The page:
In order to put Fresh Milk into the public arena and generate interest in what Barbadian & Caribbean artists are producing, we support a number of creative outreach projects. Our public gallery the Fresh Milk ArtBoard, located in a field of cows on the outskirts of the active dairy farm that houses Fresh Milk, rotates new commissioned artworks by regional artists.
Take a look at the work by the artists below:
David Gumbs is a multimedia artist from the island of Saint-Martin. His research investigates the spectator’s perception and mental landscape.
David Gumbs’ artistic approach is based on a famous quotation from XVIIth century French philosopher and chemist Antoine Lavoisier: « Mass is neither gained nor lost, merely transformed ». Thus, life’s cycle, infinite scale, memory, and the Sacred, are themes that emerge from larger topics of interest such as inner/outer landscape, and offscreen. These immersed spaces reveal personal inner projections from the unconscious, thus emerging this « Mental Archeology » through spectator’s perception. His research focuses on the different feelings, emotions, and stimulations that build memory.
Discovering the Martinican and Cuban flora triggered a vivid passion for mythical forest Gods in island cultures. This was the beginning of an identity quest through the exploration of topics dealing with the offscreen of perception, and rhizome graphical macroscopic universes.
His polymorphic art reveals the interbreeding and hybridization process in the collective and individual unconsciousness in Caribbean imagination.
The presented works are from the Offscreen and the Blossoms realtime interactive and generative video series. These images are created in realtime by using fractal data and user intervention that creates and transforms the patterns on the fly. The Blossoms series was created during David’s Davidoff Art Initiative Beijing residency in 2016, where tropical flora was used as a metaphor of air purification while the random animated patterns were growing and expanding on the city walls.
To take a look at all of the other submissions we received from around the Caribbean, check out our online exhibition of the work, celebrating the positive response we received to this call.
Inspired by the dynamism and power of Shaquille O’Neal’s Dunkman logo; as well as his legacy of being one of the most aggressive, combative and dominant players in the NBA’s history, ‘The Beast’ is my expression of the “black male-brute” stereotype.
Using the original logo as a template, I collaged photographs, various images found in popular media and historical texts via Photoshop to form the final piece. While it was not necessary for the viewer to know which athlete a piece is inspired by, that knowledge of the athlete was critical in my selection of the images to use. For ‘The Beast’, intuitive decisions were made based on my perception of O’Neal and his presence as a cultural icon.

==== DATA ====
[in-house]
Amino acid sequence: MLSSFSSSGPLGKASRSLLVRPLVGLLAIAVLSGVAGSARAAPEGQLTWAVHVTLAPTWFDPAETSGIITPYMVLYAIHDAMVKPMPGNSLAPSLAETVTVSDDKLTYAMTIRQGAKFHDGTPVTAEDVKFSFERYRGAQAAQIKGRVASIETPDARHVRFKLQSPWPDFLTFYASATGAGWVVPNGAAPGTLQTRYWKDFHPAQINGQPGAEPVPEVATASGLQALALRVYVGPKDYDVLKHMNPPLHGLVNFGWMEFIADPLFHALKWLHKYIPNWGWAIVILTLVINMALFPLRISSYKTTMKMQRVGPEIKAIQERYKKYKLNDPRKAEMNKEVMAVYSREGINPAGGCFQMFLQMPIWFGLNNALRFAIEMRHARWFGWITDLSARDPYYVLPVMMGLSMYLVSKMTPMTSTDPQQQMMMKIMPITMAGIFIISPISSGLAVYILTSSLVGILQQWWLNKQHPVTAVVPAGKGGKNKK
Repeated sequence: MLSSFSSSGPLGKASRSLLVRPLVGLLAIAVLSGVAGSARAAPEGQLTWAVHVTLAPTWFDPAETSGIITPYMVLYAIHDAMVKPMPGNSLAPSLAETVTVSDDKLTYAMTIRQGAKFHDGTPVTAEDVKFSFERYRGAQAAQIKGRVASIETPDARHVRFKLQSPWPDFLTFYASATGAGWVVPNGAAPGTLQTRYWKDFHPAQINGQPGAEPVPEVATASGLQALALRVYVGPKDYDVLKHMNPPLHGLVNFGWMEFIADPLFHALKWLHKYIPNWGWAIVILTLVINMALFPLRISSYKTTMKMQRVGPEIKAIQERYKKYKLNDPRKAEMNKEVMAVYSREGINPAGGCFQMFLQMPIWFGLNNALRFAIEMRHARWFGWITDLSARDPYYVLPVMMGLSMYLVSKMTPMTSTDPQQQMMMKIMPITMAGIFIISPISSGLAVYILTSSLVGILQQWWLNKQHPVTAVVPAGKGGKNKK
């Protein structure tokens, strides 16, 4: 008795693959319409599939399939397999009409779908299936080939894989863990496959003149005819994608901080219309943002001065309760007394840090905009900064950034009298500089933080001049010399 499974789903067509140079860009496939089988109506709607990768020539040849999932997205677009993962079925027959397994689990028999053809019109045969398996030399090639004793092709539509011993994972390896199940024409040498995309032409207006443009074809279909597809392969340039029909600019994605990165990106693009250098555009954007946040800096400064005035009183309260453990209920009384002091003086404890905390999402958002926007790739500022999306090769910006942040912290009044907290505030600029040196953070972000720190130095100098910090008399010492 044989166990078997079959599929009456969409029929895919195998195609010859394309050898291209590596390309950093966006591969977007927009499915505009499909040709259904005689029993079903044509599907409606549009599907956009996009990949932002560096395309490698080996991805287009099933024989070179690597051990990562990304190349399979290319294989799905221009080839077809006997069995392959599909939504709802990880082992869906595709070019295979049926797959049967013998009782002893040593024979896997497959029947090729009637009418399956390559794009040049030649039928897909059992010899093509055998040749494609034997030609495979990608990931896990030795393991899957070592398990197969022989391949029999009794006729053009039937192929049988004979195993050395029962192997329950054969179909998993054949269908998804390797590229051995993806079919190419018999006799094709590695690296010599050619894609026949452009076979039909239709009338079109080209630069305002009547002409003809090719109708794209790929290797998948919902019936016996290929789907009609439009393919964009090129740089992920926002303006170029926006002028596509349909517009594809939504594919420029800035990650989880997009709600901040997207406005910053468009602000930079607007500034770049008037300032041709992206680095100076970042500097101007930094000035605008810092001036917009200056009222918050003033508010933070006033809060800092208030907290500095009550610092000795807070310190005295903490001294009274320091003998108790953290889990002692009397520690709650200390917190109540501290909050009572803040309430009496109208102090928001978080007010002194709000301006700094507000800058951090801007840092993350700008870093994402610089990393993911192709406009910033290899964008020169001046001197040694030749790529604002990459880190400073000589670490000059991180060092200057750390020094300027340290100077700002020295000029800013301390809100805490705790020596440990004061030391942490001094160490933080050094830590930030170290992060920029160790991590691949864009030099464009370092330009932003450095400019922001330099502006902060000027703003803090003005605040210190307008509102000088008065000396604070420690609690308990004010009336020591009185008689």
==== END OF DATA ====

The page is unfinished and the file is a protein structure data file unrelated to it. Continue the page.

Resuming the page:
Conceptually, ‘The Beast’, like many other collages, is deliberately self-contradictory. Slave revolt texts and upraised fists are counterbalanced by shackles still intact, while the iconic black power symbol when placed on the shoes becomes an ironic brand worn by the primate character.
Through these symbols I acknowledge the important role basketball, and by extension sports, has played in bridging social and economic gaps while also criticizing how the system is set up. The image of the black male being less than human—a big, powerful animal—is one we have struggled to erase, yet the narrative of the NBA has constantly reaffirmed this. Blacks are generally praised for their athleticism, strength and physical qualities while the most lucrative deals and sponsorships usually go to the black basketballers who best exhibit these traits.
As the character in ‘The Beast’ is shackled to what is effectively his own image, I fear some part of the “black male-brute” stereotype is ingrained in our psyche. Many black basketballers voluntarily embrace being a beast on the court while the sports and media industries eagerly promote these images. It’s a catch-22 situation; as we have bridged many racial gaps, we have also unintentionally reaffirmed misguided stereotypes.
This edition of the ArtBoard was generously sponsored by the David Dale Gallery & Studios, Scotland.
Evan Avery’s work was featured on our inaugural ArtBoard display, launched in October 2013. Additionally, while Evan’s work was exhibited in Barbados, he had also designed a graphic to be installed as an adhesive decal at Casa Tomada, Sao Paulo, in their similar public gallery space ‘A Casa Recebe’ – a street facing window which presents works by visual artists working in Brazil and internationally.